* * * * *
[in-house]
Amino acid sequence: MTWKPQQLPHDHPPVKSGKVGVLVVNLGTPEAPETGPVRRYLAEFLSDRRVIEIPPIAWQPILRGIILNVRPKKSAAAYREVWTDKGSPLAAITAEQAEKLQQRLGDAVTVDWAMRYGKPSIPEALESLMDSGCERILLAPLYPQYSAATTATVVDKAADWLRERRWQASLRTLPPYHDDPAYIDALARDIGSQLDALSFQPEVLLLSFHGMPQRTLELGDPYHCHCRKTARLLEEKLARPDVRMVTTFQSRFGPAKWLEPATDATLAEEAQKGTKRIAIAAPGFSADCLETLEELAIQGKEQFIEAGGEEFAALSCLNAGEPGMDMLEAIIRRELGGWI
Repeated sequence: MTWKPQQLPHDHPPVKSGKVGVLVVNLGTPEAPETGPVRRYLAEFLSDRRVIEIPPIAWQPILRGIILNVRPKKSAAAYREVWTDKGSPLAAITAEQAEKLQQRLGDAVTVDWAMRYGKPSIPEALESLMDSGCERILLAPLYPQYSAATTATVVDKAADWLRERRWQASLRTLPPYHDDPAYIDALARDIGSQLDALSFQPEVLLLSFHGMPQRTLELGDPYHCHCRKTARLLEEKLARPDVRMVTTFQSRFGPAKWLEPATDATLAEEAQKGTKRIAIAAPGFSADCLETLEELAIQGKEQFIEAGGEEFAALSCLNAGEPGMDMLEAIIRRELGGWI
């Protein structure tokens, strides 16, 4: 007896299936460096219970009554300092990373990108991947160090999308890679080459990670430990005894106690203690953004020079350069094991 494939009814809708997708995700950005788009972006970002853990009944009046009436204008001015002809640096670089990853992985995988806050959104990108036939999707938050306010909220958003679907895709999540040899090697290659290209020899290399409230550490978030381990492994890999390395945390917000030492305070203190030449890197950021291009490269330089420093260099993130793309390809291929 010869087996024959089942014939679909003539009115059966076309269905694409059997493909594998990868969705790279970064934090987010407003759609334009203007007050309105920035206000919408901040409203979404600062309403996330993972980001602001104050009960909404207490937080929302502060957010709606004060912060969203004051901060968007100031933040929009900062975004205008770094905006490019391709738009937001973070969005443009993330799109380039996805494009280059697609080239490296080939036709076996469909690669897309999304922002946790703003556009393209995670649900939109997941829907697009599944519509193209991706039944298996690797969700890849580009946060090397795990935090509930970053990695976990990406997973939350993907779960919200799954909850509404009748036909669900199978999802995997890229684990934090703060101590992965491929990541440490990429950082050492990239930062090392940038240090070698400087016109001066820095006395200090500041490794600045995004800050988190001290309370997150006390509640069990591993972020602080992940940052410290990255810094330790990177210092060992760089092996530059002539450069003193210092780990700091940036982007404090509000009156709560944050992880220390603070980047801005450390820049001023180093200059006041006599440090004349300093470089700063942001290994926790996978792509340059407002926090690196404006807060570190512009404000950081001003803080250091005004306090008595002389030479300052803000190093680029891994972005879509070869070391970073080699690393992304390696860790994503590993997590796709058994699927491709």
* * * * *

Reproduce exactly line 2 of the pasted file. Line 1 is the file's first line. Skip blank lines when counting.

Amino acid sequence: MTWKPQQLPHDHPPVKSGKVGVLVVNLGTPEAPETGPVRRYLAEFLSDRRVIEIPPIAWQPILRGIILNVRPKKSAAAYREVWTDKGSPLAAITAEQAEKLQQRLGDAVTVDWAMRYGKPSIPEALESLMDSGCERILLAPLYPQYSAATTATVVDKAADWLRERRWQASLRTLPPYHDDPAYIDALARDIGSQLDALSFQPEVLLLSFHGMPQRTLELGDPYHCHCRKTARLLEEKLARPDVRMVTTFQSRFGPAKWLEPATDATLAEEAQKGTKRIAIAAPGFSADCLETLEELAIQGKEQFIEAGGEEFAALSCLNAGEPGMDMLEAIIRRELGGWI